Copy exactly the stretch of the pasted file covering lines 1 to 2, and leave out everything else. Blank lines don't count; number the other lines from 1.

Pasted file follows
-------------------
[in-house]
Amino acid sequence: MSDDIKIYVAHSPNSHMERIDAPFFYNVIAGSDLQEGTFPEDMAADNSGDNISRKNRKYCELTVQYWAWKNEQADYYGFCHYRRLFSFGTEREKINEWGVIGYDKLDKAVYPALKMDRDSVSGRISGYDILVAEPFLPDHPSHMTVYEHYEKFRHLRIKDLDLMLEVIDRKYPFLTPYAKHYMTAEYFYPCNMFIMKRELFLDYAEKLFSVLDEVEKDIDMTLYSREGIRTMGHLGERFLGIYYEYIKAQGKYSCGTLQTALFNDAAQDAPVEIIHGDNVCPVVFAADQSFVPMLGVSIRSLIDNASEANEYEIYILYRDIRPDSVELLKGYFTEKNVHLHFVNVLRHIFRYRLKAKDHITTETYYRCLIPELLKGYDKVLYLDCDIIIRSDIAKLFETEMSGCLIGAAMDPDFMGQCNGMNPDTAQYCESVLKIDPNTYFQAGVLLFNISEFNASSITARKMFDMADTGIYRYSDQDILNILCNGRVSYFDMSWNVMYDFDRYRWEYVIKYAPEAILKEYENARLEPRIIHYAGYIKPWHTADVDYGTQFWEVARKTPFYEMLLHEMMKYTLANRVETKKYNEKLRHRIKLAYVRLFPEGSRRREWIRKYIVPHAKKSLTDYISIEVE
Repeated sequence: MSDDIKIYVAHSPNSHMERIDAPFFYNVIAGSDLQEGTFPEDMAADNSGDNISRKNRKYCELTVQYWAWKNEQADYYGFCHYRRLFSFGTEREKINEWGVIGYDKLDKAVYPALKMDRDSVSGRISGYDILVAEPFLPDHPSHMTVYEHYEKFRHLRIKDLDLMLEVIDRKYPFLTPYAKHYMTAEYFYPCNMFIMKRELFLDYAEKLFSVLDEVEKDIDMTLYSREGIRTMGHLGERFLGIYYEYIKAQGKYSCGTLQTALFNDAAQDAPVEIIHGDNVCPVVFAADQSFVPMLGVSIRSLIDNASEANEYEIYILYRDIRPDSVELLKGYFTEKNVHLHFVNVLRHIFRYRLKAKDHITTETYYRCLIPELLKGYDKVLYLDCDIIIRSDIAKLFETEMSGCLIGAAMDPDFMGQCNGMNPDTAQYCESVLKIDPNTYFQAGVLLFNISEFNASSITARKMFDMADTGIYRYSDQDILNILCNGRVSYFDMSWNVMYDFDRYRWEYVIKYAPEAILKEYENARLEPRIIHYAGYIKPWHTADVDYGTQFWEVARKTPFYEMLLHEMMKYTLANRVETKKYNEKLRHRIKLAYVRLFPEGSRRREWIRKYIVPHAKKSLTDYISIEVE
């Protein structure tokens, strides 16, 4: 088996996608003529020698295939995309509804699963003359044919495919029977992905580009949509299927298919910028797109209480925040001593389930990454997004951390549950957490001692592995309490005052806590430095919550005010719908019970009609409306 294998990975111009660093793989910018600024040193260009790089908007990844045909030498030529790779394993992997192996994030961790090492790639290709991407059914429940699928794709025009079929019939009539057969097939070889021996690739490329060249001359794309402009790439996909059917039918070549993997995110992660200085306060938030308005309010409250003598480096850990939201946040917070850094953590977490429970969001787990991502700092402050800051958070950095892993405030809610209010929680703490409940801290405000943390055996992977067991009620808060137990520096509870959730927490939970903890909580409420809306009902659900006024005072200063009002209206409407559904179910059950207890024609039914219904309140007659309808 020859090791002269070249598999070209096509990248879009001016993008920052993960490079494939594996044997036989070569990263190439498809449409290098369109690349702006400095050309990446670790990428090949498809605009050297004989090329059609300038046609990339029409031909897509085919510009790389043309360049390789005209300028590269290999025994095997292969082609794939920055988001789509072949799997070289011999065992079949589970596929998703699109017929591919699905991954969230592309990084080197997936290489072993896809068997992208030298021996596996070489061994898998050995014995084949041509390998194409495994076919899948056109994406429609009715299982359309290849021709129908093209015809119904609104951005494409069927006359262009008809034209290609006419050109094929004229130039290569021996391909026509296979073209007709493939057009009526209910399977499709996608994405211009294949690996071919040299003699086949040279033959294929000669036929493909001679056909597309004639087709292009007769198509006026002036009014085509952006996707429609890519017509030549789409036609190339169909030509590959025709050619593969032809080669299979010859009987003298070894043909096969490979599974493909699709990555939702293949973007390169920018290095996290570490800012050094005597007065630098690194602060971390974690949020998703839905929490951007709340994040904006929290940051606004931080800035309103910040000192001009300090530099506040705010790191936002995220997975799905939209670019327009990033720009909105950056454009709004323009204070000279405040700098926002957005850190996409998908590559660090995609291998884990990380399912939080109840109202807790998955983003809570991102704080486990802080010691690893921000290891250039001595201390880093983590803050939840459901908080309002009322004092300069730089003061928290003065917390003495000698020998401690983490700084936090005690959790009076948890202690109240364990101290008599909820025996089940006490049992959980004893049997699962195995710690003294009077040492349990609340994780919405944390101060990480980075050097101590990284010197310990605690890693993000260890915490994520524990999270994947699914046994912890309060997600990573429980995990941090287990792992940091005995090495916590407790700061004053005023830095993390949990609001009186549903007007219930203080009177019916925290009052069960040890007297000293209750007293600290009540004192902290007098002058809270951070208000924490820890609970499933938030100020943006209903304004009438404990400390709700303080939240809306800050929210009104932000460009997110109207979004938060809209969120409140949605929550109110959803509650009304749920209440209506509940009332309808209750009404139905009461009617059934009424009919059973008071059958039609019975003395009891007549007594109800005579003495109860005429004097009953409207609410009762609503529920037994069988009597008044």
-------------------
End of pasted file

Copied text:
[in-house]
Amino acid sequence: MSDDIKIYVAHSPNSHMERIDAPFFYNVIAGSDLQEGTFPEDMAADNSGDNISRKNRKYCELTVQYWAWKNEQADYYGFCHYRRLFSFGTEREKINEWGVIGYDKLDKAVYPALKMDRDSVSGRISGYDILVAEPFLPDHPSHMTVYEHYEKFRHLRIKDLDLMLEVIDRKYPFLTPYAKHYMTAEYFYPCNMFIMKRELFLDYAEKLFSVLDEVEKDIDMTLYSREGIRTMGHLGERFLGIYYEYIKAQGKYSCGTLQTALFNDAAQDAPVEIIHGDNVCPVVFAADQSFVPMLGVSIRSLIDNASEANEYEIYILYRDIRPDSVELLKGYFTEKNVHLHFVNVLRHIFRYRLKAKDHITTETYYRCLIPELLKGYDKVLYLDCDIIIRSDIAKLFETEMSGCLIGAAMDPDFMGQCNGMNPDTAQYCESVLKIDPNTYFQAGVLLFNISEFNASSITARKMFDMADTGIYRYSDQDILNILCNGRVSYFDMSWNVMYDFDRYRWEYVIKYAPEAILKEYENARLEPRIIHYAGYIKPWHTADVDYGTQFWEVARKTPFYEMLLHEMMKYTLANRVETKKYNEKLRHRIKLAYVRLFPEGSRRREWIRKYIVPHAKKSLTDYISIEVE